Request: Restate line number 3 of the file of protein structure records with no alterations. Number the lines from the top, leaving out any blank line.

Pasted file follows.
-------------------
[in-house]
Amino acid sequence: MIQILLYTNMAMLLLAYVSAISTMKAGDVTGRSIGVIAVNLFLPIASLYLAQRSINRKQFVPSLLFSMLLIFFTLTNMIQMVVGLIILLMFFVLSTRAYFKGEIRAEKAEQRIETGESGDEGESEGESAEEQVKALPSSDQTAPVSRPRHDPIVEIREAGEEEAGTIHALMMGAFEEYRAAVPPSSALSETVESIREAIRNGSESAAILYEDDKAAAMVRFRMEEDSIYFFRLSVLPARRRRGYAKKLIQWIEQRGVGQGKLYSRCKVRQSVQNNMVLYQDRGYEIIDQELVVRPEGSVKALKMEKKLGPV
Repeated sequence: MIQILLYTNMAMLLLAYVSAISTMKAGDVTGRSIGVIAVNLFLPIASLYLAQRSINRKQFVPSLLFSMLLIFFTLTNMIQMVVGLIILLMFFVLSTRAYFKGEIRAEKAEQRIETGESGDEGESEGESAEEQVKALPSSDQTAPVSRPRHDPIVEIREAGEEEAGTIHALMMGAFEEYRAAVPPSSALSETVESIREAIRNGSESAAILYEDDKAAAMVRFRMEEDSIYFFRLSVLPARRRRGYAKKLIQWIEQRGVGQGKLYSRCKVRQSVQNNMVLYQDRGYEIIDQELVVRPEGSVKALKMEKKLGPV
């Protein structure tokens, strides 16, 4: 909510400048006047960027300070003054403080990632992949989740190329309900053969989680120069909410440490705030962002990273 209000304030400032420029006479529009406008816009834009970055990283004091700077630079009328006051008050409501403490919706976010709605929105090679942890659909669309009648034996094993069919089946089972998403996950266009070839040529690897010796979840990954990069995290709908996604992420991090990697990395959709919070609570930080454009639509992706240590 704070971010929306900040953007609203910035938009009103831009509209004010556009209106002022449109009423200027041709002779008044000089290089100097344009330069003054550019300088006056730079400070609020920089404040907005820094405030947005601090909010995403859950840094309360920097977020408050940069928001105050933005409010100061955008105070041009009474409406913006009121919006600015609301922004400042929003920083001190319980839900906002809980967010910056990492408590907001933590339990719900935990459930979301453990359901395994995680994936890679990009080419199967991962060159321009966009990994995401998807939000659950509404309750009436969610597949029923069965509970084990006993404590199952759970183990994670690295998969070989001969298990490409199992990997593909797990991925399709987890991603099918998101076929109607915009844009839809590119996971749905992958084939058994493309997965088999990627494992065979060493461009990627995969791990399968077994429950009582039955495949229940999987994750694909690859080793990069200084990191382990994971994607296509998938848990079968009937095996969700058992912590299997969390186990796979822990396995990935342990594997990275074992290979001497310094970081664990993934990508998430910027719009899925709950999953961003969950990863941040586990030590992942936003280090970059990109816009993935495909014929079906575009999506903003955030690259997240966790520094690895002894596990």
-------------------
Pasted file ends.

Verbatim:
Repeated sequence: MIQILLYTNMAMLLLAYVSAISTMKAGDVTGRSIGVIAVNLFLPIASLYLAQRSINRKQFVPSLLFSMLLIFFTLTNMIQMVVGLIILLMFFVLSTRAYFKGEIRAEKAEQRIETGESGDEGESEGESAEEQVKALPSSDQTAPVSRPRHDPIVEIREAGEEEAGTIHALMMGAFEEYRAAVPPSSALSETVESIREAIRNGSESAAILYEDDKAAAMVRFRMEEDSIYFFRLSVLPARRRRGYAKKLIQWIEQRGVGQGKLYSRCKVRQSVQNNMVLYQDRGYEIIDQELVVRPEGSVKALKMEKKLGPV